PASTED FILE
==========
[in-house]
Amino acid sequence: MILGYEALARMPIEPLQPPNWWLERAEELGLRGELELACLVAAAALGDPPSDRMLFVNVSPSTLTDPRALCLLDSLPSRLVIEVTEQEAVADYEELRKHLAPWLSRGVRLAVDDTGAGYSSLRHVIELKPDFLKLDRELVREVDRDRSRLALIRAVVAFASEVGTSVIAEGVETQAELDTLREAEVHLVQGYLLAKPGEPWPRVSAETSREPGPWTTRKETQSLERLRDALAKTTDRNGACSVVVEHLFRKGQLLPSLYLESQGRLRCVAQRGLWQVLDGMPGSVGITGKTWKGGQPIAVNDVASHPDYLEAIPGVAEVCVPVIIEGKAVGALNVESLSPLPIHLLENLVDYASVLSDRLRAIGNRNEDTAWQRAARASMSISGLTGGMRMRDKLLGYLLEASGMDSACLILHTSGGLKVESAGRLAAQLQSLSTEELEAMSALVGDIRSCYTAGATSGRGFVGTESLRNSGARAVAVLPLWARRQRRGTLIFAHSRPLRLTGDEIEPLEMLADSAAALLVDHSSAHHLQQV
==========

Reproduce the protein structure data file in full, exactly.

[in-house]
Amino acid sequence: MILGYEALARMPIEPLQPPNWWLERAEELGLRGELELACLVAAAALGDPPSDRMLFVNVSPSTLTDPRALCLLDSLPSRLVIEVTEQEAVADYEELRKHLAPWLSRGVRLAVDDTGAGYSSLRHVIELKPDFLKLDRELVREVDRDRSRLALIRAVVAFASEVGTSVIAEGVETQAELDTLREAEVHLVQGYLLAKPGEPWPRVSAETSREPGPWTTRKETQSLERLRDALAKTTDRNGACSVVVEHLFRKGQLLPSLYLESQGRLRCVAQRGLWQVLDGMPGSVGITGKTWKGGQPIAVNDVASHPDYLEAIPGVAEVCVPVIIEGKAVGALNVESLSPLPIHLLENLVDYASVLSDRLRAIGNRNEDTAWQRAARASMSISGLTGGMRMRDKLLGYLLEASGMDSACLILHTSGGLKVESAGRLAAQLQSLSTEELEAMSALVGDIRSCYTAGATSGRGFVGTESLRNSGARAVAVLPLWARRQRRGTLIFAHSRPLRLTGDEIEPLEMLADSAAALLVDHSSAHHLQQV